Those designations haven’t made it into the borough’s zoning codes, despite being written more than a decade ago.
“Rural settlement is just a proposed zone,” said borough clerk Alekka Fullerton. “It’s just an idea of what we want to happen.”
Clement had a similar interpretation. He said that while the planning commission gave the comprehensive plan its due weight, at the end of the day “the comprehensive plan is a dream list of what we would like to become, not what we can do today.”
Neighbors also cited precedent of previous denials of several heliport permits for a heliskiing company just a few miles away. Clement said he wasn’t convinced of the merits of the argument.
“[The appellants] have to prove that the conditions are identical,” he said.
Neighbors have also criticized what they see as illegal construction over the Little Salmon River, an anadromous stream that runs through their property.
At the time the bridge was built, the property was zoned for general use, which doesn’t place borough restrictions about building near salmon streams, despite state and federal permitting requirements from Fish & Game and the U.S. Army Corps of Engineers.
The Campbells contacted Fish & Game before building the bridge around 2015, before they purchased the property, according to Greg Albrecht, a habitat biologist at Fish & Game. A regional representative told them at the time they didn’t need a permit, though the department didn’t have any documentation of the interaction, Albrecht said.
In the past few months as the heliport controversy heated up, neighbors raised concerns about the unpermitted bridge, Fish & Game visited the site on June 22.
“The footprint from the bridge is quite small,” said Albrecht. After the visit, Albrecht said “I was pretty confident [George Campbell] didn’t put fill in the river.”
Albrecht said the state’s policy has changed since George Campbell first contacted them, and the department is now requiring Campbell to apply for a permit. Still, he said he didn’t see any cause for concern that the bridge was disrupting salmon breeding.
Following its site visit, the U.S. Army Corps of Engineers also determined that the bridge should have been permitted. The Corps is now requiring an after-the-fact permit for the Campbells, but are not enforcing any penalties because “the property owner is cooperative and it was determined that the bridge in question had minimal impact to fish habitat,” according to an email sent by John P. Budnik, an Army Corps spokesperson.
Under borough code, a conditional permit can only be granted if there’s no erosion, contamination, or significant adverse alteration of fish habitat to anadromous streams. One of the added conditions to the heliport permit was that no development is allowed within 25 feet of the stream banks.
The Campbells had already built a temporary log bridge over the stream long before they applied for the conditional use permit, which Kreitzer said meant the 25-foot rule didn’t need to be followed.
But neighbors say the Campbells have continued to develop the area. On June 9, Erika Merklin, a resident of the area, sent a photo to the borough of a backhoe on the banks of the river after the conditional use permit was granted.
In an interview Wednesday with CVN, Kreitzer dismissed the photo “because it was clearly taken by trespassing, and you can’t use a photo taken by trespassing.” Merklin did not respond to a request for comment about the allegation before deadline.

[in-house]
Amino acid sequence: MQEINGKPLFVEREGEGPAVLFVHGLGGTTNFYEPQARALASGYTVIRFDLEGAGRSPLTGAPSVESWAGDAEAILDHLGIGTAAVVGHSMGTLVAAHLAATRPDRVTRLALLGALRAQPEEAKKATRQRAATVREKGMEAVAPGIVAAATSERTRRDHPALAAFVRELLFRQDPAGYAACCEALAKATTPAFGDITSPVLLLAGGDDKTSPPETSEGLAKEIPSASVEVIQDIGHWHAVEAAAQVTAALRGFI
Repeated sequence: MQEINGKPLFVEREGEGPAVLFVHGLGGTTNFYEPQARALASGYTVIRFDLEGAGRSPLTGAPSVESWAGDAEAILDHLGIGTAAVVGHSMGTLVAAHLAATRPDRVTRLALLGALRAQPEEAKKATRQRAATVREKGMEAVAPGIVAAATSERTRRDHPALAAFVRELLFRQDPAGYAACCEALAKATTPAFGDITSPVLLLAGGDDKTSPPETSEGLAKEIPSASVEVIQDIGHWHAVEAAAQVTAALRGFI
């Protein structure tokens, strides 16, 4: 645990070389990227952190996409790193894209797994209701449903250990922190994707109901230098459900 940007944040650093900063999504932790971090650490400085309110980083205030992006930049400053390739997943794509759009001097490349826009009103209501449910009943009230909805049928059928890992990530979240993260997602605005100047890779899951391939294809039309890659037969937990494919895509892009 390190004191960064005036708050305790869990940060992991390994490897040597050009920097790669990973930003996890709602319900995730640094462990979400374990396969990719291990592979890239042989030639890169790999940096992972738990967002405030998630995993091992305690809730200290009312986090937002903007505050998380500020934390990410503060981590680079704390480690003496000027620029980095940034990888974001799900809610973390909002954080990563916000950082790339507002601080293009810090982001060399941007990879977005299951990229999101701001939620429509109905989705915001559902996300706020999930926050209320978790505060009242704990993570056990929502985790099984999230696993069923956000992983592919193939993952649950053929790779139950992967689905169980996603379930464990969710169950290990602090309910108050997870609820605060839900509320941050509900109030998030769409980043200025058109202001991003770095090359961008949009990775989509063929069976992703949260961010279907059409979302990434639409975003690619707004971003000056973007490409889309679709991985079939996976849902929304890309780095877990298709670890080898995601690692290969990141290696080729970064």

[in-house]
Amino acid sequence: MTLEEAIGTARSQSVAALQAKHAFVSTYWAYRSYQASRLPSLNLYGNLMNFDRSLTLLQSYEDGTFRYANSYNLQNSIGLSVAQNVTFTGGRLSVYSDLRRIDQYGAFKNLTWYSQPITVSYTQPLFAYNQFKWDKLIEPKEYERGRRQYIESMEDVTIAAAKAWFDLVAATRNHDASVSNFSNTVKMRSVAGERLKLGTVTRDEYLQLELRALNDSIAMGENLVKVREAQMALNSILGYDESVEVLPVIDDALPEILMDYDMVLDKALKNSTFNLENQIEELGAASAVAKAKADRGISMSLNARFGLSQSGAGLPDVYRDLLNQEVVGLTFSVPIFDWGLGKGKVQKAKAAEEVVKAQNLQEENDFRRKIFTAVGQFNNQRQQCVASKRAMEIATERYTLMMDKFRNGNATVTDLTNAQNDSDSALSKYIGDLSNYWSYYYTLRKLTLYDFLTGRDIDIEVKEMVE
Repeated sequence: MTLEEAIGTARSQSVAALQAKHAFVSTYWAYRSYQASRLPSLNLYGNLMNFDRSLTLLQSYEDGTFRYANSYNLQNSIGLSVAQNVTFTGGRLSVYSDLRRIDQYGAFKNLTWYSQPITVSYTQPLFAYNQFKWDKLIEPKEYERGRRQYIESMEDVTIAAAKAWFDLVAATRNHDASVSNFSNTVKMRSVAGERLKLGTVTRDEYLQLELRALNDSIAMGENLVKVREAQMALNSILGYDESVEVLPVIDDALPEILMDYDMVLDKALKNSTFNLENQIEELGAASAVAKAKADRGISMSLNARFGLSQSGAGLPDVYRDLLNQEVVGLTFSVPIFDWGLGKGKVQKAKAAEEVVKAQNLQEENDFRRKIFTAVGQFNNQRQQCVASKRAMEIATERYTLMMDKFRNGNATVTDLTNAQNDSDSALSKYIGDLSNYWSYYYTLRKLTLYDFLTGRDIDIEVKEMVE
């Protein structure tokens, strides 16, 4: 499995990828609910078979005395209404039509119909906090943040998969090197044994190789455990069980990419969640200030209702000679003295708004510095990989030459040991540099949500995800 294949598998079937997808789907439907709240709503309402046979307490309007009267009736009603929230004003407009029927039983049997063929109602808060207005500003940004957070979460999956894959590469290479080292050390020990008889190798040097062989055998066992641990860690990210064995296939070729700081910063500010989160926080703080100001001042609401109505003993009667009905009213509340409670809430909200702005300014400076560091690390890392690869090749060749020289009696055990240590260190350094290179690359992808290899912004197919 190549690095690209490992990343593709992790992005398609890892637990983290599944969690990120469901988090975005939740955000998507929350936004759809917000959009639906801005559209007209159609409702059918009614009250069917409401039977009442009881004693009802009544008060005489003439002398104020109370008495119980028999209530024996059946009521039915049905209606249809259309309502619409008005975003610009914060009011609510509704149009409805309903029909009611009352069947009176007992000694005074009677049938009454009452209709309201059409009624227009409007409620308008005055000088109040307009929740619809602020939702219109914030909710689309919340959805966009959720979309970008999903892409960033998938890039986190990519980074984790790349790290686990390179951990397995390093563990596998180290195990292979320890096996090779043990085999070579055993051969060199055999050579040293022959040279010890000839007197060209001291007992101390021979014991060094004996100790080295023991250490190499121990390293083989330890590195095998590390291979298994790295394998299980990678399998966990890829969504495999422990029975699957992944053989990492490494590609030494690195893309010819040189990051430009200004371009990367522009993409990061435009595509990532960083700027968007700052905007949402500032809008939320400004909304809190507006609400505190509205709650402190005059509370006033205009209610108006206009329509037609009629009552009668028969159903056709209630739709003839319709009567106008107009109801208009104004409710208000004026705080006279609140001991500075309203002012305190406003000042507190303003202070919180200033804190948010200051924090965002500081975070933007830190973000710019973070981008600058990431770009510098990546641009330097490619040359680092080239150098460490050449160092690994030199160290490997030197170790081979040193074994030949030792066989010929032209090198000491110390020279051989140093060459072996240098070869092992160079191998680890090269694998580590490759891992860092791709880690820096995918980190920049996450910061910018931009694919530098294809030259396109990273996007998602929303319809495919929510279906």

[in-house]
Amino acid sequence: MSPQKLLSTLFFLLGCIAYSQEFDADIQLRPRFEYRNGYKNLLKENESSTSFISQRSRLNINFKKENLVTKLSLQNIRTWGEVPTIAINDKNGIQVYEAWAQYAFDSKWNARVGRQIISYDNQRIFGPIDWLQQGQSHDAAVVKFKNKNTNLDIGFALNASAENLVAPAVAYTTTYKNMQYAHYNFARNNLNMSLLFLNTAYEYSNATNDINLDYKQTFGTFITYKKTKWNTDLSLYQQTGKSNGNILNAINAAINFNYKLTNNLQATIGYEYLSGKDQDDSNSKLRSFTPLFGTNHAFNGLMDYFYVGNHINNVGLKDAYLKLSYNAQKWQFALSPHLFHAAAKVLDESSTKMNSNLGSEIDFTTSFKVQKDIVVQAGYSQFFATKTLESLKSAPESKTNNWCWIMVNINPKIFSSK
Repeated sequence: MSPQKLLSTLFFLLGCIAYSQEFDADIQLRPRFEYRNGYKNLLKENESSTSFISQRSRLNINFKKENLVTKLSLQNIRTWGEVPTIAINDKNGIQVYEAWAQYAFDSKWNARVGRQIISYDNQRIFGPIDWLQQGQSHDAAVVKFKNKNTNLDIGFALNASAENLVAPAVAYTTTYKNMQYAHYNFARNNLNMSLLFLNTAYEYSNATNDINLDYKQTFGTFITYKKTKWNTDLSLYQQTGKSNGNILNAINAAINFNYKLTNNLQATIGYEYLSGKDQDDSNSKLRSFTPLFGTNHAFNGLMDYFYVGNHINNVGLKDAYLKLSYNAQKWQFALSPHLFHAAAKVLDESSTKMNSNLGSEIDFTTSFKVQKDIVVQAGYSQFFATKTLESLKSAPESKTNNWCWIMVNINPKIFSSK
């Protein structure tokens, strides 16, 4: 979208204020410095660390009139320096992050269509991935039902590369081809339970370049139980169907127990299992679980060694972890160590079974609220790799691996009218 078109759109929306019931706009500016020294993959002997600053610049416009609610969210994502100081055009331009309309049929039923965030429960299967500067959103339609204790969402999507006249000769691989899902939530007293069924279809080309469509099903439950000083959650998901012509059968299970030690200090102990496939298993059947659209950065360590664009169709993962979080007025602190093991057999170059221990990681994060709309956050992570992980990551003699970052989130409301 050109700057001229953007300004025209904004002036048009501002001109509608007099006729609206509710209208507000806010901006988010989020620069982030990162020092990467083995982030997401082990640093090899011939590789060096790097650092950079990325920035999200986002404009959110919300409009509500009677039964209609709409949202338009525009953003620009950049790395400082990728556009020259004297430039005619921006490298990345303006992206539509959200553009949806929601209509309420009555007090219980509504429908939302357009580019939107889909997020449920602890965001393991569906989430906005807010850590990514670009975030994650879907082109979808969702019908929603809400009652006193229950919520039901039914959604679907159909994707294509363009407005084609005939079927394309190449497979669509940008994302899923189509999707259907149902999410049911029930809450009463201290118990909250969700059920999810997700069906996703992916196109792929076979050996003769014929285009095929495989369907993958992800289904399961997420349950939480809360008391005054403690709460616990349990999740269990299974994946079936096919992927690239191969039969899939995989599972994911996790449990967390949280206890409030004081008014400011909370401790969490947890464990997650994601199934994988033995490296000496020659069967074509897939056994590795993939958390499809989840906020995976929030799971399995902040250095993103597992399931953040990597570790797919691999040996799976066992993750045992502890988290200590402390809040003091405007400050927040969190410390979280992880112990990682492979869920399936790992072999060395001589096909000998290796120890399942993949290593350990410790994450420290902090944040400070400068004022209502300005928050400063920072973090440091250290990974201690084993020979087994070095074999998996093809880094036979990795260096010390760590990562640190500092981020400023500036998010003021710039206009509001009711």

Merklin also included a written complaint describing the work, but Kreitzer dismissed that saying “the work is being done to lengthen the airstrip, not for the heliport. The heliport is farther up from the stream.”
If new construction related to the heliport is within 25 feet of Little Salmon River, “that would be a violation, [and] I could revoke the permit,” Kreitzer said in an interview.
In an interview at the property, George Campbell told CVN that he was continuing to work on the area. He said planned on expanding the bridge so that he could extend the existing runway an extra 1,000 feet.
The situation has left many neighbors feeling voiceless and felt the borough is greenlighting the project without proper process.
“Who in their right mind wants to live next to a heliport?” said Hans Baertle, whose property is adjacent to the Campbell’s airstrip.
Neighbors have submitted formal complaints and two neighbors told CVN during a visit that they opposed the heliport, but didn’t want to share their names. Some of Baertle’s neighbors shared their concern in public comments submitted to the planning commission during their May 11 meeting, where the conditional use permit was approved.
“On more than one occasion prior to January 2023 helicopter noise was so loud I could not carry on a phone conversation in my home with doors and windows closed,” wrote Maria Paquet.
“We have lived at Mosquito Lake for 42 years and have experienced how loud and intrusive helicopters are when they fly over a neighborhood. The noise reverberates off the mountains before you can see it and after it is out of sight,” wrote Carol and Dave Pahl.
The first requirement for a conditional use permit is that the “use is so located on the site as to avoid undue noise and other nuisances and dangers.”
The planning commission determined that this condition was met because “the heliport is located toward the south end of the airstrip, visually obscured from neighboring views by 80 foot trees, which should also contain dust disturbance from helicopters and reflects the shorter flight path.”
In the manager’s recommendation, Kreitzer noted “There are no specific noise standards adopted by the borough to make ‘undue noise’ a less subjective factor in CUP decisions. ‘Other nuisances and dangers’ are not defined terms.”
The 2015 noise study near Mile 26 was used by the Planning Commision to deny SEABA a heliport permit. Then borough attorney Brooks Chandler said the study “provides a reasonable basis for the commission’s decision (that) the proposed heliport at this location fails to avoid undue noise.”
When asked about how much air traffic they anticipate having on the airfield, the Campbells “not a whole lot.” Historically, aircraft have landed an average of once a month or less on their airstrip, he said.
However, George Campbell said that he is a businessman, and will consider different uses for his heliport.
Editor’s note: This story has been edited to clarify a quote by commissioner Scott Hansen. The previous edition may have caused confusion around commissioner Hansen’s position on the planning commission decision. The edits clarify that he supports the granting of the conditional use permit.